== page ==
Now I am off to find a spot to sit and read about Colonel Chamberlain for a while. I am thinking I may go try and find a sitting spot in Rock Creek Park so I can enjoy the beautiful spring weather!

Wednesday, April 7, 2010

Even Darkness Must Pass, a New Day Will Come, and When it Does the Sun Will Shine Out the Clearer

I finally have a day off once again! I spent the last four days, including yesterday which would have normally been my day off, working nearly 12 hours each day due to the cherry blossom festival. It has been ridiculously tiring and exhausting! It has been fun as well though. The blossoms were absolutely beautiful and I greatly enjoyed being able to see them each day as they continued to change. Now they are all nearly gone. It happens so quickly! A powerful image of the fleeting and ephemeral nature of life and of the way that we should bloom to the fullest in our own lives as we use well the time that has been given to us. 

The festival is not over, but we are on the downhill slope. This weekend was mass insanity. On Saturday alone there had to be close to 700,000 people in the park. That is a LOT of people! I spent a lot of time helping to protect the trees, reminding visitors why it was important not to climb up in the trees and pick the blossoms. That task never ends! The one that really got me was the family that came walking along, each holding several tulip bulbs that they had plucked from the tulip garden along the tidal basin. And when I kindly informed them that they could not pick the flowers and take them out of the park they proceeded to mouth off to me about how much they hated me for ruining their fun. It really does continually surprise me how self centered and clueless so many people really are. They come to a place of beauty and wonder and have to taint it by destroying the very source of that beauty so that they might enjoy a small fragment of the true beauty and hold onto it for a brief and fleeting instant rather than marveling in the majesty of the whole. I think there's a sermon in there somewhere!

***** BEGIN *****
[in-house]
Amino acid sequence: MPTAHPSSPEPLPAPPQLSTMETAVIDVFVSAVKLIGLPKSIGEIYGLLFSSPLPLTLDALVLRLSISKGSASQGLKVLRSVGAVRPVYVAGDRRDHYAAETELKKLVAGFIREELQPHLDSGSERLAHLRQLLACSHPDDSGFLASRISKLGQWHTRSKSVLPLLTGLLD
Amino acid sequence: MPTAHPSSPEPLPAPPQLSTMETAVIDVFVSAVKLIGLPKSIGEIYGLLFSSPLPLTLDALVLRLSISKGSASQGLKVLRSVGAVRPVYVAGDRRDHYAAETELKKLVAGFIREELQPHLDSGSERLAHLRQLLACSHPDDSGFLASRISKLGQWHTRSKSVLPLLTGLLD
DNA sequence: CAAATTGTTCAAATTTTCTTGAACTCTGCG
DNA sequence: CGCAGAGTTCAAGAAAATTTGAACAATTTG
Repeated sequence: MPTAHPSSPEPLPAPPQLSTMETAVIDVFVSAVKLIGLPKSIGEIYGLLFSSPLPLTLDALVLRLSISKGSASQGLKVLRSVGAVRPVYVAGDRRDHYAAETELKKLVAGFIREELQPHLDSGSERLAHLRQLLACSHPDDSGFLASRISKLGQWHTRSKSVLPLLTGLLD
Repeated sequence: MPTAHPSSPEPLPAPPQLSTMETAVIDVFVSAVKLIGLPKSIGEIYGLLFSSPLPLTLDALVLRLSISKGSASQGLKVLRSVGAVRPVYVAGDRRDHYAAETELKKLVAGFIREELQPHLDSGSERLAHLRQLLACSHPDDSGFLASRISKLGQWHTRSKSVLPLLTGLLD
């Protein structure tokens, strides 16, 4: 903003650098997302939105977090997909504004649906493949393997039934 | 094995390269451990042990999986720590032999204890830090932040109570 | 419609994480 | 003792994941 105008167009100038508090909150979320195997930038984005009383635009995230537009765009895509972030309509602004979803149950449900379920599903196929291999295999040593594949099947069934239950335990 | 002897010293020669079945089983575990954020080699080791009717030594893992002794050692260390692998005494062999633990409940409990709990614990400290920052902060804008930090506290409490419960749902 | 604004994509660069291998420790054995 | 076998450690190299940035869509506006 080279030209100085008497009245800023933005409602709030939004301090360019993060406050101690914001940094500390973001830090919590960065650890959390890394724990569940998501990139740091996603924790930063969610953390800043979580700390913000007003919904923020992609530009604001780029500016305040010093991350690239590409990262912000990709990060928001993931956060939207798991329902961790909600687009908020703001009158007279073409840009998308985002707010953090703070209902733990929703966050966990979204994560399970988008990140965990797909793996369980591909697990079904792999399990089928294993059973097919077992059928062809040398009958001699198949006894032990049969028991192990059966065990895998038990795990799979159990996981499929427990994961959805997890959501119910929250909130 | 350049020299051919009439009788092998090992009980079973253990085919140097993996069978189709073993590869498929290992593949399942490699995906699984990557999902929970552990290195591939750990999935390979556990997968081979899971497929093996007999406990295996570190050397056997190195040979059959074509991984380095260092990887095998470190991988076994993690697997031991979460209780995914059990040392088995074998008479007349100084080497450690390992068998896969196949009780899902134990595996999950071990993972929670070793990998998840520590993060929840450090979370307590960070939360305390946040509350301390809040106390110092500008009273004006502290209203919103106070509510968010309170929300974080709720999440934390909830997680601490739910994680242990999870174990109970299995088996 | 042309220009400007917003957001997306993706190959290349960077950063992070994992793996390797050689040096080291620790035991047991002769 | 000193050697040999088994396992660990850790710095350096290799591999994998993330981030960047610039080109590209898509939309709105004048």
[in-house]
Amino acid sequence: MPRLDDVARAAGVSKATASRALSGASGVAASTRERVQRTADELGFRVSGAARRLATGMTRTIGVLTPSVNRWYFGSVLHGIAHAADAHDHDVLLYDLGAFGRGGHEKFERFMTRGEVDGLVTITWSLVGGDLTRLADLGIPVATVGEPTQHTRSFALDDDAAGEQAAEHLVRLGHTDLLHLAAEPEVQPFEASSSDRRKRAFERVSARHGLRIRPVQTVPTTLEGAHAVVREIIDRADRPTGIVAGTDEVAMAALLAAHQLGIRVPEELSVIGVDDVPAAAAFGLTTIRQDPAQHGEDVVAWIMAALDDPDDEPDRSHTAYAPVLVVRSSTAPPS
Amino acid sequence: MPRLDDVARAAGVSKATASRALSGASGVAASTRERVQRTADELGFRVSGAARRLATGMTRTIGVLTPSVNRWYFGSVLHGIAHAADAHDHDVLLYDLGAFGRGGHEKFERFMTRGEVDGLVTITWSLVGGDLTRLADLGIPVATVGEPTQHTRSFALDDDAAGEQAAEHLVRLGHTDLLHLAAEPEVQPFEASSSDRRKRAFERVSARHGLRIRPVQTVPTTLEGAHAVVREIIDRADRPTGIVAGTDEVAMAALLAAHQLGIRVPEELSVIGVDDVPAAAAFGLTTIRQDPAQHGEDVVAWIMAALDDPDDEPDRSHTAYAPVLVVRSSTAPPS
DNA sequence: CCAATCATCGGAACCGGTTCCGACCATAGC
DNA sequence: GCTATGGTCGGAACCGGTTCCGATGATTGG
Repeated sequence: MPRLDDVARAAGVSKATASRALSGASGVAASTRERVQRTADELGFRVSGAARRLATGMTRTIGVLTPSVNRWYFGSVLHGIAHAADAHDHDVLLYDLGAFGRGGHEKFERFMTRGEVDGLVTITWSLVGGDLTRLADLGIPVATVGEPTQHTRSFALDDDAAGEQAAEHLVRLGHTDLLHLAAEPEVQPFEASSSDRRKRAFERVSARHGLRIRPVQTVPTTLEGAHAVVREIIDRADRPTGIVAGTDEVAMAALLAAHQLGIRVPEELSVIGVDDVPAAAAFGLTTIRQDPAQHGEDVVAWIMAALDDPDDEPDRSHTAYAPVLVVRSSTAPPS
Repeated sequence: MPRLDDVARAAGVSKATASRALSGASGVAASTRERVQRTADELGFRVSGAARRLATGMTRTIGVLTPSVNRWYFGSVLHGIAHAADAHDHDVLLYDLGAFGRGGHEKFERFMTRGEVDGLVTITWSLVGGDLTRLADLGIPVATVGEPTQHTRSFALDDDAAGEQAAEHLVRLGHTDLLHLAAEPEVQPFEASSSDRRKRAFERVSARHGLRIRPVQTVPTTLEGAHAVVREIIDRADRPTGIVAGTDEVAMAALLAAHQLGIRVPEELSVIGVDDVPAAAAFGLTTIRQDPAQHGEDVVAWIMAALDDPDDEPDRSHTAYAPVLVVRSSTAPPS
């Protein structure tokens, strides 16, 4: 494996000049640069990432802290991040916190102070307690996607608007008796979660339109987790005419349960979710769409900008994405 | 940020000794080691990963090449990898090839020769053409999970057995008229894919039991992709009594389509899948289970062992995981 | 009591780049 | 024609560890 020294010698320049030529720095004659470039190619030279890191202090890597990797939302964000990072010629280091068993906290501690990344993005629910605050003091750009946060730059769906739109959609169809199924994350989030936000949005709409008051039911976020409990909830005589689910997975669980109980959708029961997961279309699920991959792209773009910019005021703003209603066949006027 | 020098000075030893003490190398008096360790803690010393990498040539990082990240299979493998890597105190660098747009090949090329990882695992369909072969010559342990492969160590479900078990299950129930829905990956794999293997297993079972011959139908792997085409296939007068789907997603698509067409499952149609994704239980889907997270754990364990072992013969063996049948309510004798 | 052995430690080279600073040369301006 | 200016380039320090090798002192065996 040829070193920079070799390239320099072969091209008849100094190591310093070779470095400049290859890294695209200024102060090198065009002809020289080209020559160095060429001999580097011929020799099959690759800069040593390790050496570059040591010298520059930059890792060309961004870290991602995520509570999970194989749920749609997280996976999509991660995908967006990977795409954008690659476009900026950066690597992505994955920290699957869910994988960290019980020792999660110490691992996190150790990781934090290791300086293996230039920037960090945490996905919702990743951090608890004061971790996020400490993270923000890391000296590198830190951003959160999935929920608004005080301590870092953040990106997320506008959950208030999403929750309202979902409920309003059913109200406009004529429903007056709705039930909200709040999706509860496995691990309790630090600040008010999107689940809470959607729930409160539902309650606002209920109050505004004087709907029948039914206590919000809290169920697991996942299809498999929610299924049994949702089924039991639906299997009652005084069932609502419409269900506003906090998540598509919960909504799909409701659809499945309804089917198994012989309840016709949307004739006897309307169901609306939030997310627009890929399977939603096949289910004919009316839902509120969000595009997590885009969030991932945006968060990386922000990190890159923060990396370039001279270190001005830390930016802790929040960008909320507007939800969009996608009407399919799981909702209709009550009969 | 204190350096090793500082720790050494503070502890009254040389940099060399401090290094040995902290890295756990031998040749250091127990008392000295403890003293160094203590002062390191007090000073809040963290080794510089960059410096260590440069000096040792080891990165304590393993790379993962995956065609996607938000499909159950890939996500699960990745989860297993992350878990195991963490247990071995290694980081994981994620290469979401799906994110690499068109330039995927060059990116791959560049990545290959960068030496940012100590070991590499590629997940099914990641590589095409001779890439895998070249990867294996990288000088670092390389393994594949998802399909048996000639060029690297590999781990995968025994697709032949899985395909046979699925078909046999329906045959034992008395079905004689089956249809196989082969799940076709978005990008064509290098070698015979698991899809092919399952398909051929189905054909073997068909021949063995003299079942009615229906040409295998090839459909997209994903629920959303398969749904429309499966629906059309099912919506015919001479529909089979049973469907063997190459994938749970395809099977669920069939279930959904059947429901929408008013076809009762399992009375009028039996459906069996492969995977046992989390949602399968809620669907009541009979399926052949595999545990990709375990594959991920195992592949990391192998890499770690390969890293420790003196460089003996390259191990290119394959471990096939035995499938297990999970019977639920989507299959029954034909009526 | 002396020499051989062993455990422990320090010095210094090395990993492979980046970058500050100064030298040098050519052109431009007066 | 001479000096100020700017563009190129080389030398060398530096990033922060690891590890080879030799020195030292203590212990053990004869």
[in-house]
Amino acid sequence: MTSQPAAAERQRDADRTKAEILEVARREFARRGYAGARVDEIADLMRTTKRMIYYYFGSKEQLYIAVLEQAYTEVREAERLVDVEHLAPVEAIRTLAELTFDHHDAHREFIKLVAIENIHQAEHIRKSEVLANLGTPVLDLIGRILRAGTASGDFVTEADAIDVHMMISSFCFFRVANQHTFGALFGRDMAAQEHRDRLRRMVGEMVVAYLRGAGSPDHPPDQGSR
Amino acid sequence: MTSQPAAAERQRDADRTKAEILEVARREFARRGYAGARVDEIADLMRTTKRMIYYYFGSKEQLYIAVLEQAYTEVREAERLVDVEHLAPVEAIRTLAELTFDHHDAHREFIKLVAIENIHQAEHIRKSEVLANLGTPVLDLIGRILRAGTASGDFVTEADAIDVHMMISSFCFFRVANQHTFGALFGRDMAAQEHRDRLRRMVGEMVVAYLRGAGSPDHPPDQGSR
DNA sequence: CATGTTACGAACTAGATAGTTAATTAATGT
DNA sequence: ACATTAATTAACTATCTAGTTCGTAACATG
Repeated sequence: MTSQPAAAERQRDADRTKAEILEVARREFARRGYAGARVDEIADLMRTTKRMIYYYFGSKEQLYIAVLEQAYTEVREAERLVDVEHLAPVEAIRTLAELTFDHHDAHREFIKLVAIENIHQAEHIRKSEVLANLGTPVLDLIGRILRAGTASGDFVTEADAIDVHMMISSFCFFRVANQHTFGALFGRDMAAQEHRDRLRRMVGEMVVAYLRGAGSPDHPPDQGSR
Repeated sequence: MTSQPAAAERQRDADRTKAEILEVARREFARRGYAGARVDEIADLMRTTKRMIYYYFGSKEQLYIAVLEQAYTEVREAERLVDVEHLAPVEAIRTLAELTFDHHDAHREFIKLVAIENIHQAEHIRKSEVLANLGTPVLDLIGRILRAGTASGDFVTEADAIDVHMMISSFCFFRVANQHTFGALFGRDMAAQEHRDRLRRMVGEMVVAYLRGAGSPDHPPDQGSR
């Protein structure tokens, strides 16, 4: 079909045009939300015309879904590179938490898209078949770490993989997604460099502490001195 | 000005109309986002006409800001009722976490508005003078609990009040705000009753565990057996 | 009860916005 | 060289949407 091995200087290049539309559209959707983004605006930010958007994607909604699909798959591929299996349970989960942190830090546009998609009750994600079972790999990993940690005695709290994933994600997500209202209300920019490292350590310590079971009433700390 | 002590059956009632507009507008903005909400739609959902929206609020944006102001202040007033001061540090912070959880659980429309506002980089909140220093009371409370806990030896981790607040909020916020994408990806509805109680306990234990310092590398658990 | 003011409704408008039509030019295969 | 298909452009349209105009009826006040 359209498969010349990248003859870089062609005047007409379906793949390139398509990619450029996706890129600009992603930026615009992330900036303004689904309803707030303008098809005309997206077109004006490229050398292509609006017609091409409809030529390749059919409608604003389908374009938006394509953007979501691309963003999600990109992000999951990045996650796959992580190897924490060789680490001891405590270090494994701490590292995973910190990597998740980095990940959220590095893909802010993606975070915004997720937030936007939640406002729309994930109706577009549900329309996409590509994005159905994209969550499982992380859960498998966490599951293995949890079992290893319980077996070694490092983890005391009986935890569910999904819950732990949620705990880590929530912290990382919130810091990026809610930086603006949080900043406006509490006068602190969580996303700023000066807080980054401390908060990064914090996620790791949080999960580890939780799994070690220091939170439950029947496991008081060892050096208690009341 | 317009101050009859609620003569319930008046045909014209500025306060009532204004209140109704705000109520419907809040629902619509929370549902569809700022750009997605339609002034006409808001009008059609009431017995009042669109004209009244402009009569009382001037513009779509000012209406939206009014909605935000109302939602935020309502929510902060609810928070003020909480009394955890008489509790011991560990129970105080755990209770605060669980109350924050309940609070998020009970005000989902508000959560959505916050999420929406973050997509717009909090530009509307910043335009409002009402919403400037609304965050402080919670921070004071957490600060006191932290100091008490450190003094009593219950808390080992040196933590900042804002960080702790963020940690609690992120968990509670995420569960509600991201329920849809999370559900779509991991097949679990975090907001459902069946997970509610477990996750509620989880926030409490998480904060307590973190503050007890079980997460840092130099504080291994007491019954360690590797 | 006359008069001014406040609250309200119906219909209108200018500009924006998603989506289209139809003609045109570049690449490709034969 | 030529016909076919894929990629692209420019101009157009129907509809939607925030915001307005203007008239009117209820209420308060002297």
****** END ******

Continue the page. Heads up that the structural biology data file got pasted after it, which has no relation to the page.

On Saturday I was given the task of giving special talks on the cherry trees at the FDR memorial. As I mentioned in an earlier email the talk I designed was not the typical cherry talk. I included many of my own personal touches, and it was fun to actually get to do it. On that day I gave a talk five times to crowds as large as 45-50 people at once. There were so many people around that we had to stay in one place. I had the same assignment yesterday and it was a different world. This time my groups ranged from 1-10 and we were able to walk along the basin under the last remnants of the blossoms in their final display of glory. My talk centered upon the blossoms as a symbol of the samurai way of life, a life of honor and service dedicated to living life to the full, having reconciled oneself to the reality of death, and come to see the true value of life as a result. I included references to the Last Samurai and two from Lord of the Rings, ending with my favorite line and concept articulated in that story, "all we have to decide is what to do with the time that is given to us." It was nice to be able to talk about something completely unique and different. 

On Easter Sunday I biked to work early and joined 5000 other people at the sunrise service at the Lincoln Memorial. It was a lovely service, made much more significant by the magnificent sunrise unfolding before us. I have included a few of the pictures of that Easter Sunrise. There are many more pictures of both the sunrise and the cherry blossoms on my facebook account.